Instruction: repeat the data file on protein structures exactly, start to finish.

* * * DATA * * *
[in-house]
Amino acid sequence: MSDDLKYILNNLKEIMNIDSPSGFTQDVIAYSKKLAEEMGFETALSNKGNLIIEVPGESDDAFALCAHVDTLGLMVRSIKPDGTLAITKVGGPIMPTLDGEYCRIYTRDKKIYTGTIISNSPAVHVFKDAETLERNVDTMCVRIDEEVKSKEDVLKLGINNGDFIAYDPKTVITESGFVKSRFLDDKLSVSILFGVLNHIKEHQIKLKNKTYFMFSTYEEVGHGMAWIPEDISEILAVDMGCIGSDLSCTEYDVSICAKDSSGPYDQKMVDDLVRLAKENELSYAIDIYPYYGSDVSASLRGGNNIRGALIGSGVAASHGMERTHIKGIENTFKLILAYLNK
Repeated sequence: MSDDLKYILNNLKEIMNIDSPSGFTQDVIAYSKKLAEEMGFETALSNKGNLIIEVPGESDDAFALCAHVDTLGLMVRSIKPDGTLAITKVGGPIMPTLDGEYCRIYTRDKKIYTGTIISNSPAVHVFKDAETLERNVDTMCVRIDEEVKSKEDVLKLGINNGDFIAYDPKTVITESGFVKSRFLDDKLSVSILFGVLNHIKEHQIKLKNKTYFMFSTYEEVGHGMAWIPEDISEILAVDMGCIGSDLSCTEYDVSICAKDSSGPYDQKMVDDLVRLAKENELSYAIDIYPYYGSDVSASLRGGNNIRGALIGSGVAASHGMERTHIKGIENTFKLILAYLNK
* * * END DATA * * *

[in-house]
Amino acid sequence: MSDDLKYILNNLKEIMNIDSPSGFTQDVIAYSKKLAEEMGFETALSNKGNLIIEVPGESDDAFALCAHVDTLGLMVRSIKPDGTLAITKVGGPIMPTLDGEYCRIYTRDKKIYTGTIISNSPAVHVFKDAETLERNVDTMCVRIDEEVKSKEDVLKLGINNGDFIAYDPKTVITESGFVKSRFLDDKLSVSILFGVLNHIKEHQIKLKNKTYFMFSTYEEVGHGMAWIPEDISEILAVDMGCIGSDLSCTEYDVSICAKDSSGPYDQKMVDDLVRLAKENELSYAIDIYPYYGSDVSASLRGGNNIRGALIGSGVAASHGMERTHIKGIENTFKLILAYLNK
Repeated sequence: MSDDLKYILNNLKEIMNIDSPSGFTQDVIAYSKKLAEEMGFETALSNKGNLIIEVPGESDDAFALCAHVDTLGLMVRSIKPDGTLAITKVGGPIMPTLDGEYCRIYTRDKKIYTGTIISNSPAVHVFKDAETLERNVDTMCVRIDEEVKSKEDVLKLGINNGDFIAYDPKTVITESGFVKSRFLDDKLSVSILFGVLNHIKEHQIKLKNKTYFMFSTYEEVGHGMAWIPEDISEILAVDMGCIGSDLSCTEYDVSICAKDSSGPYDQKMVDDLVRLAKENELSYAIDIYPYYGSDVSASLRGGNNIRGALIGSGVAASHGMERTHIKGIENTFKLILAYLNK